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Jens
2007-Oct-23, 02:28 AM
Just a short rant, but despite what whatever her name is said, Dumbledore isn't gay. In fact, he isn't straight either. He's not even a person! He's just a name in a silly book.

Of course, I'm not ranting against the author. Just against the media for actually printing this.

TheOncomingStorm
2007-Oct-23, 02:31 AM
First I would like to say some one has way too much time on their hands wondering if a fictional character is gay. Let us extend to puppets, teletubies and cartoon characters.

Serenitude
2007-Oct-23, 02:34 AM
I'm glad she said that. Having a mentor and hero, someone to be respected, who, incidentally happens to be gay, is a symbol of tolerance taught to kids who all too often think "fag" or "homo" is derogatory term appropriate to be used on youtube.

I'm glad she announced that, myself. I don't like the controversy, though :(

phaishazamkhan
2007-Oct-23, 02:39 AM
One: I'd rather have acceptance than tolerance. You tolerate a screaming baby on an airplane. You accept a human being.
Two: Hagrid/Dumbledore plz
Three: These kids nowadays! Stop foolin' around in my beans!

Jens
2007-Oct-23, 02:42 AM
I'm glad she said that. Having a mentor and hero, someone to be respected, who, incidentally happens to be gay, is a symbol of tolerance taught to kids who all too often think "fag" or "homo" is derogatory term appropriate to be used on youtube.

Sure, I agree there. So I didn't mean to criticize the author. Just the fact that the newspapers report this like it is a real person.

Noclevername
2007-Oct-23, 02:57 AM
Why not, they report on Celebrities like they're real people ;)

Fortunate
2007-Oct-23, 03:24 AM
Good for Rowling! An expression of love and kindness. An act of integrity and courage.

Gillianren
2007-Oct-23, 03:28 AM
Fictional characters have attributes just like real people do. Sure, they're made up, but that doesn't mean they aren't part of the character. Therefore, if J. K. Rowling says Dumbledore was gay, he was; it is an attribute of his character. (Was, I suppose.) It isn't real, but it's still part of the character.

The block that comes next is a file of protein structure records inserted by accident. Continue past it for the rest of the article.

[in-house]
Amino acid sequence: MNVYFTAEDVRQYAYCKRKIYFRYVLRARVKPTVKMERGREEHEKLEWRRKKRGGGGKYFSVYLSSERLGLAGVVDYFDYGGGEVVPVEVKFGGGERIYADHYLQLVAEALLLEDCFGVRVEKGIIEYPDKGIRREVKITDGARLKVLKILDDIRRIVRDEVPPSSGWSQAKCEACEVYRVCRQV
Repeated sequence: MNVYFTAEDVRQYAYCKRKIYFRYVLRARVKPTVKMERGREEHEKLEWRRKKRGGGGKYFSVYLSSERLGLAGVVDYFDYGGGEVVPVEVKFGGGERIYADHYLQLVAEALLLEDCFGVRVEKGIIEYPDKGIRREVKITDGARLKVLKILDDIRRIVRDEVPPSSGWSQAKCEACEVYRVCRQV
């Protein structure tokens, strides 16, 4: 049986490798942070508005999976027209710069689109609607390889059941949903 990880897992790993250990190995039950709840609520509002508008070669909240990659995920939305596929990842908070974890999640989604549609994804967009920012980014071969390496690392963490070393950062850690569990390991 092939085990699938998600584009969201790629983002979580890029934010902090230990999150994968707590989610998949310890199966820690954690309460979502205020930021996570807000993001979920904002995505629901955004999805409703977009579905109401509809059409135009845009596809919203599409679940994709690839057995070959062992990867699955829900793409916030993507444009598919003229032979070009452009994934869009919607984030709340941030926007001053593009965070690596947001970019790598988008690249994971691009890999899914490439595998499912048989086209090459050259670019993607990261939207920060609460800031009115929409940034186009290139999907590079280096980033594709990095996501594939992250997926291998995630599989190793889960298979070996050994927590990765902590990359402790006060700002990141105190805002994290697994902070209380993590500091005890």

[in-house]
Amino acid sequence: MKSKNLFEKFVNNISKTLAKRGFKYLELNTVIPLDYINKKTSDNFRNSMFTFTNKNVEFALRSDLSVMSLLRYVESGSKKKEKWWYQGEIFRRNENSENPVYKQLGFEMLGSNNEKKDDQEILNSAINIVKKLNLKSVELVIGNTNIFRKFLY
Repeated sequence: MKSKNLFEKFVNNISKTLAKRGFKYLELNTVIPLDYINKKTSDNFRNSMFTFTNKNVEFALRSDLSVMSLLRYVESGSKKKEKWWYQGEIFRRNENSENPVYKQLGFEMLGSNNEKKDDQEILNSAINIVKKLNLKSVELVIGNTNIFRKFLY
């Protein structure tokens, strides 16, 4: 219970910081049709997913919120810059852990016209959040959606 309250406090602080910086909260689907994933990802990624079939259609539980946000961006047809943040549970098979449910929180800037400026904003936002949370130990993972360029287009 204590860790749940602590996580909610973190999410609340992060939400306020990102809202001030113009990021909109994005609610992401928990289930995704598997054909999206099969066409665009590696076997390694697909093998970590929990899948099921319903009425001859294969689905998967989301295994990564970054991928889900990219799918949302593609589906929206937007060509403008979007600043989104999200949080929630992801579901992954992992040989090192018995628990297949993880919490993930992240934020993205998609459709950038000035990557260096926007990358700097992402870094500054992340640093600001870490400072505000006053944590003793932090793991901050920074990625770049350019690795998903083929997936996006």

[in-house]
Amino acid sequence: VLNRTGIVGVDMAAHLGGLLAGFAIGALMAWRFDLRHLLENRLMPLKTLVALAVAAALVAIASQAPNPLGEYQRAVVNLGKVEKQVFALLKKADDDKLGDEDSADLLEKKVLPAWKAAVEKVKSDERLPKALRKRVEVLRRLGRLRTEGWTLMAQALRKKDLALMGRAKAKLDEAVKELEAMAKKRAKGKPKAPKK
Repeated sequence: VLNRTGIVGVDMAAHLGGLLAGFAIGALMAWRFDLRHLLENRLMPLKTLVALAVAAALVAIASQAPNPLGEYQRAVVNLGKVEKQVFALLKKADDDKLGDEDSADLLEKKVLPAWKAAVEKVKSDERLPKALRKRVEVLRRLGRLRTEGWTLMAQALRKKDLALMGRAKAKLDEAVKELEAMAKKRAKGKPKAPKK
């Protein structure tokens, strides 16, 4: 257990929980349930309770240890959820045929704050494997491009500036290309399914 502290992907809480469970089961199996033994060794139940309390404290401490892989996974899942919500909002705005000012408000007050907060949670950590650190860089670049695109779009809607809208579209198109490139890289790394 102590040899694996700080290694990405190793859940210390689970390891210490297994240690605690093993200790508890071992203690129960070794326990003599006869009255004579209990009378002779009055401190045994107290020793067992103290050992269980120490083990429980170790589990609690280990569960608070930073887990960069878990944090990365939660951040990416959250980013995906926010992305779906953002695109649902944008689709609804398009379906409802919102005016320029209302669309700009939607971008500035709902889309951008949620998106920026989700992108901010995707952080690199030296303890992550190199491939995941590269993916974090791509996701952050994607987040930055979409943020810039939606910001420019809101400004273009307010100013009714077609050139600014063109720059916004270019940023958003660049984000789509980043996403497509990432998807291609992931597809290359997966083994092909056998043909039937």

Second . . . yeah, good for her. What I find most delightful about the whole thing is how the question that sparked the discussion in the first place was phrased and answered. Did Dumbledore ever find true love? Love. Not just sex.

Jens
2007-Oct-23, 03:32 AM
Why not, they report on Celebrities like they're real people ;)

I know you meant that only half seriously, but it's really totally different. Celebrities are real people. The question there is about newsworthiness. Does it matter what Britney did to her hair? But with Dumbledore it's totally different. It's talking about a really non-existent person. Suppose I write in a newspaper, "the planet Gluga in the Gugu star system has exploded!" It's a lie because there is no such star. The same would be true if the I wrote in a newspaper that the Death Star had been destroyed. And similarly, it's a lie to say that Dumbledore is gay because he doesn't even exist. Well, he does exist as a fictional character, I suppose. But then again, I think they have to be careful. If you write, "latest James Bond film set in Greece," that's fine, but if you write, "James Bond falls in love with Greek girl," that's wrong because James Bond (the fictional character) can't fall in love with people. "He" has no emotions.

Jens
2007-Oct-23, 03:33 AM